FUNDING for children with special educational needs and disabilities is to get a £4 million boost – although the figure has been called into question.

Oxfordshire County Council’s cabinet agreed to ‘top-up’ funding for Early Years settings, primary, secondary and special schools by £4.1 million for the forthcoming academic year.

Top-up funding is the additional money allocated to a school to support it in making the necessary provision for a child or young person with an Education, Health and Care Plan (EHCP).

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Carole Thomson, chair of Oxfordshire Schools’ Forum, criticised the council for how much money is being made available.

She said: “Cabinet should be aware that the consultation process in connection with this agenda item has fallen well short of that required by the local authority’s constitution.

“Schools must pay the first £6,000 of additional support required under an EHCP.

“Top-up funding is required to be paid to schools by the commissioning local authority and should reflect the costs of additional support to meet the individual pupils’ needs.

“Yet in Oxfordshire, even with the additional allocations paid last year, schools are funded on the basis of teaching assistant hours, calculated on the basis of an incorrect hourly rate.”

The county council’s deputy leader, Liz Brighouse, said there is a ‘massive problem’ for SEND funding in England.

She said at the cabinet meeting: “This paper is simply to try and move forward something we’ve already got in place, and I would agree that we really do need to be listening to our schools and Schools’ Forum at how we take it further than that.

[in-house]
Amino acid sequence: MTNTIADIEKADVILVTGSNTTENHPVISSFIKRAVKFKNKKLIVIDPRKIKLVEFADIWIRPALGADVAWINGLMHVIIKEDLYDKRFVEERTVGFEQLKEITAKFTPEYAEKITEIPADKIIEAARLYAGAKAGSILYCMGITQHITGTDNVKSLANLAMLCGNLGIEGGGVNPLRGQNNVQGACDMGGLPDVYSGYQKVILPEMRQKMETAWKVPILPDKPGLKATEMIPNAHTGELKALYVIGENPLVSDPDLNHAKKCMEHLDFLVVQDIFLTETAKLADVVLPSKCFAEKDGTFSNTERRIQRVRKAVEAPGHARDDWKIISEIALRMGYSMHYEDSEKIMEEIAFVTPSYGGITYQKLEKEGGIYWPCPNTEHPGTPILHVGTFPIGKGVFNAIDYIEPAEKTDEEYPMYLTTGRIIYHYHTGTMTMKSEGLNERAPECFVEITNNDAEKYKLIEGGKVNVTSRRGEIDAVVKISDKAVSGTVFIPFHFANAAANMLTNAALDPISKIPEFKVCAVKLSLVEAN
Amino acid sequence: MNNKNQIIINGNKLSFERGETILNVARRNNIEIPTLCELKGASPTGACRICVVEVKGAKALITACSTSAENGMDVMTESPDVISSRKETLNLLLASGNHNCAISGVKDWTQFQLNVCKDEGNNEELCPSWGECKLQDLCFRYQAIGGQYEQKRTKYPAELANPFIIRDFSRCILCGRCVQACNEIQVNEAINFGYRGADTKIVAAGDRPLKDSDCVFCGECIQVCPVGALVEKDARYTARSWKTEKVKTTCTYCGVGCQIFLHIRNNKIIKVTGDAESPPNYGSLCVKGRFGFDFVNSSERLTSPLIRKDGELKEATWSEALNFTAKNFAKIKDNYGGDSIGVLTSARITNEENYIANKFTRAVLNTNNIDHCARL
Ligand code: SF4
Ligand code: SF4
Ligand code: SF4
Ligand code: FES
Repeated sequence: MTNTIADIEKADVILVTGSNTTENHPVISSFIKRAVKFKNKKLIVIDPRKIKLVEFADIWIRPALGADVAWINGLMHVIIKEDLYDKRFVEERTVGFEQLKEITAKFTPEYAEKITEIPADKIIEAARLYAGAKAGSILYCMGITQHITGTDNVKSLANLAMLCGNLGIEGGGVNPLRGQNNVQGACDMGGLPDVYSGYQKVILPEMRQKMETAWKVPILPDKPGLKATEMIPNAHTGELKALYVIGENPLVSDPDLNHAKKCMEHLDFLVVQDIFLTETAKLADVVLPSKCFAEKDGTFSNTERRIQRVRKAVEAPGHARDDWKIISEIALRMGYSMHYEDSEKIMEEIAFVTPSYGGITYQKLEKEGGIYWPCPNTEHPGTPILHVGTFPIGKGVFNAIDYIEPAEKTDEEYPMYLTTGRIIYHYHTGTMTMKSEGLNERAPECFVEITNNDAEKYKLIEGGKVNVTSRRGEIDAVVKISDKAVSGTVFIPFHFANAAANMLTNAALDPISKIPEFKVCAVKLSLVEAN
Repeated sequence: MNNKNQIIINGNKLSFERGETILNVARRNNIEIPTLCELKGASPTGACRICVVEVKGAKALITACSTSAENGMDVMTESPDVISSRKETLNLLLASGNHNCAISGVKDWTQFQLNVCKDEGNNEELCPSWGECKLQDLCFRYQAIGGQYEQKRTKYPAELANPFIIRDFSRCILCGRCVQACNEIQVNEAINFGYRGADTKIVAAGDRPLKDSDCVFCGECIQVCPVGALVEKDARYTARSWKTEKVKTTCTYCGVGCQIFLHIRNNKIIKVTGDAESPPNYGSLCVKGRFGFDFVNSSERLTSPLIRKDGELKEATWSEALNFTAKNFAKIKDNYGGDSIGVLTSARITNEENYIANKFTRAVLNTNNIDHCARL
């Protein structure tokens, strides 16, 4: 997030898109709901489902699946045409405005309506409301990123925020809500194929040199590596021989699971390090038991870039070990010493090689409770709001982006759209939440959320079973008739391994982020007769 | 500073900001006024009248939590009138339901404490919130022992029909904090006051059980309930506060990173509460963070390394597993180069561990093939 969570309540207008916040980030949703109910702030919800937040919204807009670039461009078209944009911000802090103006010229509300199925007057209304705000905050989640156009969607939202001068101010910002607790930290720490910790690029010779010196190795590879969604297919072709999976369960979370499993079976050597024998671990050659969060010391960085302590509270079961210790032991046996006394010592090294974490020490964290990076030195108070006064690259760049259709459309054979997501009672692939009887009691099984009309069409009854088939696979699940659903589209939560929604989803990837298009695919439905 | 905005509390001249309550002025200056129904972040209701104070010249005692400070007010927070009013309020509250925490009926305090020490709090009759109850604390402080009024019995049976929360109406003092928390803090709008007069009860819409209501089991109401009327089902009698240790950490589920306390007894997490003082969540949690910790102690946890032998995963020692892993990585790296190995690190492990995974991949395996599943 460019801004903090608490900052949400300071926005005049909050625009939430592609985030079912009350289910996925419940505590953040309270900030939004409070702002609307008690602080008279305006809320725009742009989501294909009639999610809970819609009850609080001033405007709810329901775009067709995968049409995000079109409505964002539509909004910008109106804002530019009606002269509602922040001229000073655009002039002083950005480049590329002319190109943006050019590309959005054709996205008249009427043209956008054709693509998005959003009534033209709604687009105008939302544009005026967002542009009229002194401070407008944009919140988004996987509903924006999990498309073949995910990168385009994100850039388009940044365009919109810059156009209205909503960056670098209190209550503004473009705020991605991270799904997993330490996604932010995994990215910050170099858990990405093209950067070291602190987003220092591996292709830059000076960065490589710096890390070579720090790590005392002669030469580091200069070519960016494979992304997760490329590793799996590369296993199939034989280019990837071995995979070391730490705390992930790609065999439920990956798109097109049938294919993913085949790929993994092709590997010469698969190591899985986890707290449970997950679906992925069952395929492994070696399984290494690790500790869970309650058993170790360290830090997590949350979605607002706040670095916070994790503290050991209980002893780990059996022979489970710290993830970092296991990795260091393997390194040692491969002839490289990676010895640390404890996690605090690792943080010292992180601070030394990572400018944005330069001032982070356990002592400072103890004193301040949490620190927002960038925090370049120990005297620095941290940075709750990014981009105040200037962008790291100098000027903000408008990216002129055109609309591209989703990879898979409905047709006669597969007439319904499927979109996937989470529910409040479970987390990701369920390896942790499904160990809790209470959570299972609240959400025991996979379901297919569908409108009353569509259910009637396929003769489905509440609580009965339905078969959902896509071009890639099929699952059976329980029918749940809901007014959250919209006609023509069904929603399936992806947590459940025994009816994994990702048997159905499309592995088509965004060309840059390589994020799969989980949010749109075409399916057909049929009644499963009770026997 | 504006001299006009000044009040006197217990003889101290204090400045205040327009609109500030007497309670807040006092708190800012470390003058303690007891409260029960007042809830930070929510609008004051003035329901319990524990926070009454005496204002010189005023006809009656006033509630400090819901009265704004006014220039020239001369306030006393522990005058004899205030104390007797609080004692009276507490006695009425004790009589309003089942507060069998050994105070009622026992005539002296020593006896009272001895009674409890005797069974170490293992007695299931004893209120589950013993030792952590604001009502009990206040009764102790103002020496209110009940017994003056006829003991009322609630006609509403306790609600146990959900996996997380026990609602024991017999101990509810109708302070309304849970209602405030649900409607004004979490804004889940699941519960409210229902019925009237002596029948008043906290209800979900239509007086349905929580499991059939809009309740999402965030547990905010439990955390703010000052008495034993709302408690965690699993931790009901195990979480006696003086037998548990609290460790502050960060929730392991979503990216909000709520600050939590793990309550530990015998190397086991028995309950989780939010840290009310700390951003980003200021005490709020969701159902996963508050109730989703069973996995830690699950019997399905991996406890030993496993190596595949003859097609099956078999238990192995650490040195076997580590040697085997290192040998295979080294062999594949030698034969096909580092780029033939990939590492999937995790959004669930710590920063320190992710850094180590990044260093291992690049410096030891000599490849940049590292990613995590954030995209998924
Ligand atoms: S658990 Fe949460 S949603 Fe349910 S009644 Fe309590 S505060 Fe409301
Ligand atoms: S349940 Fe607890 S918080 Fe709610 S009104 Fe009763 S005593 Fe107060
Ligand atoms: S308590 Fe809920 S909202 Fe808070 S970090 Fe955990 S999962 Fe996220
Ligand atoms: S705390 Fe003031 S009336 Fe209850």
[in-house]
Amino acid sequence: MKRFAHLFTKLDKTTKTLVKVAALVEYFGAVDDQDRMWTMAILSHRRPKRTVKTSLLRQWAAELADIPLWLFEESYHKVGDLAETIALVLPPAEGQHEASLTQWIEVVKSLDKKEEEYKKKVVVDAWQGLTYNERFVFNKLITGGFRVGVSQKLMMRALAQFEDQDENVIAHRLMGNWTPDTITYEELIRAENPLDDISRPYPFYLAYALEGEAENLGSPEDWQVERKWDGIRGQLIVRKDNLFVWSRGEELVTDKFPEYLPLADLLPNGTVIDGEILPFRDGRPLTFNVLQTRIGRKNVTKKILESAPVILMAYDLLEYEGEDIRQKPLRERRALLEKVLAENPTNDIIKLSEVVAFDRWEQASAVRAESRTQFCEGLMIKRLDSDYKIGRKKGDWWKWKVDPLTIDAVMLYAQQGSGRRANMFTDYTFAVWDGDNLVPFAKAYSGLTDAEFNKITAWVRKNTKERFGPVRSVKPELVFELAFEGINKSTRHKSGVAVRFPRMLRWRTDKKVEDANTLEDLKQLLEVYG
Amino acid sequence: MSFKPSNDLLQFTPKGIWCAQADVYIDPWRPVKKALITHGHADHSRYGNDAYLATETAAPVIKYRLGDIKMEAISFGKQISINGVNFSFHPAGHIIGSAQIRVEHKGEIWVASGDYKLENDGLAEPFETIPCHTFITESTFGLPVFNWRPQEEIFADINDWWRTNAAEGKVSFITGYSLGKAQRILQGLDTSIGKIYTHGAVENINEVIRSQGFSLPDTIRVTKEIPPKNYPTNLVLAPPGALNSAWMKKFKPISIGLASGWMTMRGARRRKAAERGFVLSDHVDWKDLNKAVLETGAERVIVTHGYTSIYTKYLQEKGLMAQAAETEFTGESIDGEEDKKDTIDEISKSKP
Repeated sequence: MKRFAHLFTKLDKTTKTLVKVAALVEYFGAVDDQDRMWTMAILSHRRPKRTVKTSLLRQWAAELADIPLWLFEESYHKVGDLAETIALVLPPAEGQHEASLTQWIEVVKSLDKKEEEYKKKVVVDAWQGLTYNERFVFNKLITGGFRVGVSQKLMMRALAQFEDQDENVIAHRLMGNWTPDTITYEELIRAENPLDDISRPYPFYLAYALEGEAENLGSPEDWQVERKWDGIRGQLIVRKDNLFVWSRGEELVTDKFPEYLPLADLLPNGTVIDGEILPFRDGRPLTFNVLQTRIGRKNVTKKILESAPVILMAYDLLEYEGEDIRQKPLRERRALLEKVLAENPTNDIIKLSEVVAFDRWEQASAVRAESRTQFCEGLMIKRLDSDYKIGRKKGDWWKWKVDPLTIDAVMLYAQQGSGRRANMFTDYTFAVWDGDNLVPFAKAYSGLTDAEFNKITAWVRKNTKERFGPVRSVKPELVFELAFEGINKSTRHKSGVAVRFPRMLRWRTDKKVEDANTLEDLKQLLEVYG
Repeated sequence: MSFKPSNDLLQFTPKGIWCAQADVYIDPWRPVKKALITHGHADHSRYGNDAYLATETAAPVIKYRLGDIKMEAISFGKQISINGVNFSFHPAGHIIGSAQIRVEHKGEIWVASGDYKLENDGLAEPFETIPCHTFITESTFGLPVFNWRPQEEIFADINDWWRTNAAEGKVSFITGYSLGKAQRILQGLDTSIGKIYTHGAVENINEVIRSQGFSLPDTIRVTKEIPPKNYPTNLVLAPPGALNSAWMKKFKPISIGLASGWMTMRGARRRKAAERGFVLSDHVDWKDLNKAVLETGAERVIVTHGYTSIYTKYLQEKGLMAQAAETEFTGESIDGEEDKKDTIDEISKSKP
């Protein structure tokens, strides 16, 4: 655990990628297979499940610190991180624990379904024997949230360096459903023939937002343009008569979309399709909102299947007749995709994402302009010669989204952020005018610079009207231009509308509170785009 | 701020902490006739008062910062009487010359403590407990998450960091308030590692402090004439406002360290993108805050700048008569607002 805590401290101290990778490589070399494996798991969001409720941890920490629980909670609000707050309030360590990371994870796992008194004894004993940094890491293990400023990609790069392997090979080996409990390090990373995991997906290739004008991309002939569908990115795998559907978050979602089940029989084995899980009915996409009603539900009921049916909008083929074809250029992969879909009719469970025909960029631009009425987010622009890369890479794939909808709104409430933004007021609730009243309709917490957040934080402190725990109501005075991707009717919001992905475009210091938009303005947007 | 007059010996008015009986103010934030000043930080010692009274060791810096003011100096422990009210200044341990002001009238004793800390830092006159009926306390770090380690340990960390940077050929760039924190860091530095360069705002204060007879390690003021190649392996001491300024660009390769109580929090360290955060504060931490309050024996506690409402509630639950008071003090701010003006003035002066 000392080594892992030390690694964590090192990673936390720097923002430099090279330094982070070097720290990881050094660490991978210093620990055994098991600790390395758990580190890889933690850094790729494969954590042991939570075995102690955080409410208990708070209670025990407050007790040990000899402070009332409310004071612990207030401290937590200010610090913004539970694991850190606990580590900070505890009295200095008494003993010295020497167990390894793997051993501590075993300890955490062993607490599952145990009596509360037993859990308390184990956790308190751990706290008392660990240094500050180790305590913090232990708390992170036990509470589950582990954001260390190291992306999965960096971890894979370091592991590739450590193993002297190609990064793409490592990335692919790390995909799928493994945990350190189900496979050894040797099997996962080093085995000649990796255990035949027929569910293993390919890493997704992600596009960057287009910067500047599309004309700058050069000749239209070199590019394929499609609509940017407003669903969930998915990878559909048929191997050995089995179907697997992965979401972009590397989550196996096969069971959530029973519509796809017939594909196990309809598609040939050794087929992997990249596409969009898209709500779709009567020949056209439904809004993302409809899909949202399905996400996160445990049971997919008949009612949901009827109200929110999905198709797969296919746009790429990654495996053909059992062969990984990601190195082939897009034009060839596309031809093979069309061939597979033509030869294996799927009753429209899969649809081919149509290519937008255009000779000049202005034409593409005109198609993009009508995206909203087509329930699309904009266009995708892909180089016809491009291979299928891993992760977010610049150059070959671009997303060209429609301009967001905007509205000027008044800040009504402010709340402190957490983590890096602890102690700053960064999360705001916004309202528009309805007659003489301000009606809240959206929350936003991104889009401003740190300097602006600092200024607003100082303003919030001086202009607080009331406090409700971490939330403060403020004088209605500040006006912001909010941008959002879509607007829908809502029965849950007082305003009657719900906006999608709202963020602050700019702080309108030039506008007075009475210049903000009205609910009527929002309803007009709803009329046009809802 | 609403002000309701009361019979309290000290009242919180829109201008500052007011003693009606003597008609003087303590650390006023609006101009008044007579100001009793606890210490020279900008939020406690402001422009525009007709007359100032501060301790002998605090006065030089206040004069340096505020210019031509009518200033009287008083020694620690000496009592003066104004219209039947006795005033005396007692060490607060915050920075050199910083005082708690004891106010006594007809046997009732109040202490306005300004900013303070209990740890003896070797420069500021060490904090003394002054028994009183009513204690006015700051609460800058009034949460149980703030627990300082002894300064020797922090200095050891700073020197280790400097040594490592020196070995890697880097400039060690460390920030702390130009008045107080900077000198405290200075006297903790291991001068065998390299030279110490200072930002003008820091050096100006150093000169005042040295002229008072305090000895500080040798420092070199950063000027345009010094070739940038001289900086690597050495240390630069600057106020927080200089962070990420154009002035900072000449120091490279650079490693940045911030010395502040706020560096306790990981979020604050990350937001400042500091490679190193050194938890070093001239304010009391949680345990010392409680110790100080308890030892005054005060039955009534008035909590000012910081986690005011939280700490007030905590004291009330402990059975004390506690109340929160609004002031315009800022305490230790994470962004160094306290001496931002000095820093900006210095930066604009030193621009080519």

“We’ve got a massive problem in relation to special educational needs and disabilities, and we have consulted widely on a new strategy – involving our schools and various other bodies, talking to parents, talking to children and coming up with a strategy which we hope will encourage and support schools.

thisisoxfordshire: Oxfordshire County Council’s deputy leader Liz Brighouse. Picture: Ed NixOxfordshire County Council’s deputy leader Liz Brighouse. Picture: Ed Nix

“There’s a real, real issue around this whole area of our provision, and we do need to invest heavily in it.

“In England, there is a massive problem for funding in terms of special educational needs.

“As an authority and a new administration, we are absolutely committed to building our own special schools so that we don’t have to send our children out the county.”

A report prepared for councillors noted: “The outcomes for children and young people with SEND in Oxfordshire are not good enough.

“In addition, for the past five years, spending in Oxfordshire on children and young people with SEND has exceeded the available budget.”

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This story was written by Liam Rice, he joined the team in 2019 as a multimedia reporter.

Liam covers politics, travel and transport. He occasionally covers Oxford United.

Get in touch with him by emailing: Liam.rice@newsquest.co.uk

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